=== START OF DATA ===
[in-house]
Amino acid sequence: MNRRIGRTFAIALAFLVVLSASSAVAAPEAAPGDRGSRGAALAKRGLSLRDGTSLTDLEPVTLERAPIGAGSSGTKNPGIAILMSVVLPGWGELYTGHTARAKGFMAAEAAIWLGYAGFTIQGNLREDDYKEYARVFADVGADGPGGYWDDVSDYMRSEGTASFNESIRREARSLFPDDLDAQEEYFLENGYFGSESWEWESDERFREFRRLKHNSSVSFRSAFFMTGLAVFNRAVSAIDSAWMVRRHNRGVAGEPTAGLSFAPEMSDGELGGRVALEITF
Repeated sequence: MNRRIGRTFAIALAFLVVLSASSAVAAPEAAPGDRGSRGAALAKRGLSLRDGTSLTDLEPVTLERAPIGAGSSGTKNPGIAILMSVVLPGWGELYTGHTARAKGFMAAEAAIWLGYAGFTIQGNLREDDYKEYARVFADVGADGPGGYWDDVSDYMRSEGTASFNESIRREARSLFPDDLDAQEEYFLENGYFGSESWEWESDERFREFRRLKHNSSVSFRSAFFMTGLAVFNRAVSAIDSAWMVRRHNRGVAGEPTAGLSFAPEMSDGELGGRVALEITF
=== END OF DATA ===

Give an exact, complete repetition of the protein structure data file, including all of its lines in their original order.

[in-house]
Amino acid sequence: MNRRIGRTFAIALAFLVVLSASSAVAAPEAAPGDRGSRGAALAKRGLSLRDGTSLTDLEPVTLERAPIGAGSSGTKNPGIAILMSVVLPGWGELYTGHTARAKGFMAAEAAIWLGYAGFTIQGNLREDDYKEYARVFADVGADGPGGYWDDVSDYMRSEGTASFNESIRREARSLFPDDLDAQEEYFLENGYFGSESWEWESDERFREFRRLKHNSSVSFRSAFFMTGLAVFNRAVSAIDSAWMVRRHNRGVAGEPTAGLSFAPEMSDGELGGRVALEITF
Repeated sequence: MNRRIGRTFAIALAFLVVLSASSAVAAPEAAPGDRGSRGAALAKRGLSLRDGTSLTDLEPVTLERAPIGAGSSGTKNPGIAILMSVVLPGWGELYTGHTARAKGFMAAEAAIWLGYAGFTIQGNLREDDYKEYARVFADVGADGPGGYWDDVSDYMRSEGTASFNESIRREARSLFPDDLDAQEEYFLENGYFGSESWEWESDERFREFRRLKHNSSVSFRSAFFMTGLAVFNRAVSAIDSAWMVRRHNRGVAGEPTAGLSFAPEMSDGELGGRVALEITF